Getting a glimpse of a reporter’s true character, hearing their views on their industry and the changes they are experiencing is a rare treat, particularly for students aspiring to enter the field.
Such an opportunity was provided to those students among approximately 85 attendees from Perth journalism, PR and communications on 13 September, 2017, when they were gathered together at Northbridge pub Rosie O’Gradys.
In an event that networking organisation Women in Media WA described as a mentoring/speed-dating hybrid, young people at the start of their career in the media were granted exclusive access to a panel of industry professionals including Jessica Strutt, Gareth Parker, Linda Wayman, Nadia Mitsopoulos and Carla Shearman. There were also mid-career individuals who said they were looking for guidance or wanting to reinvent themselves.
Against the background of doomsday predictions that journalists are a dying breed, the panellists assured students and young professionals that there are in fact jobs in the media industry for those that want them and those who are prepared to work hard to get them.
“It’s almost become a cliché that everyone will tell you that you can’t get a job in the media because it’s too difficult, too competitive,” said leading reporter, broadcaster, commentator and columnist Gareth Parker.
“While that may be true, if you want to be a journalist, be a journalist,” he said.
But how ?
All five panellists acknowledged the importance of work experience and internships in getting a foot in the industry, and creating networks with media professionals.
The ability to develop a portfolio of work to present to potential employers as evidence of experience, talent and persistence is easier now more than ever, according to Mr Parker. He said he maintained a blog to raise his profile every day for two years.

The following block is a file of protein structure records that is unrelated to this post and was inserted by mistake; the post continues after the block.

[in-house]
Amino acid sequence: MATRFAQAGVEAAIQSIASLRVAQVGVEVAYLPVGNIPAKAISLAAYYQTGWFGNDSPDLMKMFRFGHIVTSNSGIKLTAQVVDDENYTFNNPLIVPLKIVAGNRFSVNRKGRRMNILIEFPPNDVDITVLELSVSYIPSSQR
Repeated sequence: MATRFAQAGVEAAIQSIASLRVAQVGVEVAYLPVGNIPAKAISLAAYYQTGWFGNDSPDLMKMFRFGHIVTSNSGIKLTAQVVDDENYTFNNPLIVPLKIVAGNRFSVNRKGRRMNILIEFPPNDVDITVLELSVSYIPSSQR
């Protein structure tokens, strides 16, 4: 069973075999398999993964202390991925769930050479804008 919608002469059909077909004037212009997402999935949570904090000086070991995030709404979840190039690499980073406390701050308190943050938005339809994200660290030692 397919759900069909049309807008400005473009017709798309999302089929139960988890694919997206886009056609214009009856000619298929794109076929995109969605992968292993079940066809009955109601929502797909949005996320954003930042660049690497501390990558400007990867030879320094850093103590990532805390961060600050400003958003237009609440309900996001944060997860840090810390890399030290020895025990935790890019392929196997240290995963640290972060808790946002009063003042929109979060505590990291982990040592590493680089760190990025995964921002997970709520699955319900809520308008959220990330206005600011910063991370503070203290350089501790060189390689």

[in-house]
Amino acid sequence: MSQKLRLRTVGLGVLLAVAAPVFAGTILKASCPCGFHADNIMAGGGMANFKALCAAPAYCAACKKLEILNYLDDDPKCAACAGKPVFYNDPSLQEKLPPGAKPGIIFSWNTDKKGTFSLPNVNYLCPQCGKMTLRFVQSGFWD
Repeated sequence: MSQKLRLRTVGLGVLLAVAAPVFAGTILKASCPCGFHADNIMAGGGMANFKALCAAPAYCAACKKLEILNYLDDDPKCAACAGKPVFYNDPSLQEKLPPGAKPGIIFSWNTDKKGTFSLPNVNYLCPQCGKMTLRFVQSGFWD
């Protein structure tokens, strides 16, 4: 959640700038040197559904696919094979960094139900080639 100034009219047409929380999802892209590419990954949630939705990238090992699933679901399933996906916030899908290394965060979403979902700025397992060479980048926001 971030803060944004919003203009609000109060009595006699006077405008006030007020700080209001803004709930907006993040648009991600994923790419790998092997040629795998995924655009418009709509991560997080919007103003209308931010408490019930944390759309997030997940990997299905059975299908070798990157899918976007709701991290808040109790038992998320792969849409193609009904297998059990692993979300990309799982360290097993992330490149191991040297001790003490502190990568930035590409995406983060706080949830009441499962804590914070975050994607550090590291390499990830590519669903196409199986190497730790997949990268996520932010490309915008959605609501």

The speakers also described the essential attributes of a good journalist, namely doggedness, curiosity and resilience. All three qualities were revealed in in moments of wit and candour throughout the evening.
“I had long blond hair and I was told I couldn’t cover a story on the docks because my hair would blow in my face and my high heels would trip up on the train tracks,” former Austereo General Manager Linda Wayman recounts of one of her early postings.
“I went down and got my hair cut short the next day, much to the horror of my boyfriend at the time.
“I wrapped (the hair) up in black crepe paper and gave it to him.”
It was these unembellished personal reflections on entering the industry that resonated most with those who attended the event.
“I thought it was really interesting how they spoke about getting their foot in the door,” said journalism student Charles Smith.
“Even though they entered the industry some time ago, they really applied it well to current industry conditions.”
The current highly competitive landscape in media requires a person to “make your own luck,” according to Curtin University student Mitch Bennet.
“You have to work to get into the industry,” he said.
“They don’t want anyone who is just a passive bystander. They want someone who is able to chase the stories.”
The calibre of each of the panellists’ current careers was an endorsement of the need to persist and chase opportunities in the media. Notre Dame student Annalise Heeley was inspired by the success stories she heard during the evening.
“I love the fact that you were meeting successful people in the industry with real life experience and they were happy to talk to you,” she said.
“It certainly encouraged me to keep persisting in my studies to hopefully be successful in the industry myself one day.”
The mentoring experience was not only an encouragement to those in the audience, but also served to reaffirm the panellists’ appreciation of their experiences in the industry.
“One of the things I love about WIM and events like this is that it’s a lovely reminder for us in the industry of how hard it was to get in,” said ABC political reporter Jessica Strutt.
“All I can say to you is that, it has been worth it. You have reminded me that it has been worth it,” she said.
“I don’t know what the future of the industry has but I promise you that if you work hard and if you are dogged you will make it.”
Many in the audience commented that in an era of supposed “fake news” it was encouraging to hear from people driven by an authentic passion for storytelling and a sense of curiosity.
Phoebe Pin is a second-year journalism student at the University of Notre Dame Australia. Phoebe hopes to complete her Bachelor of Communications and Media next year and work towards a career in the news media.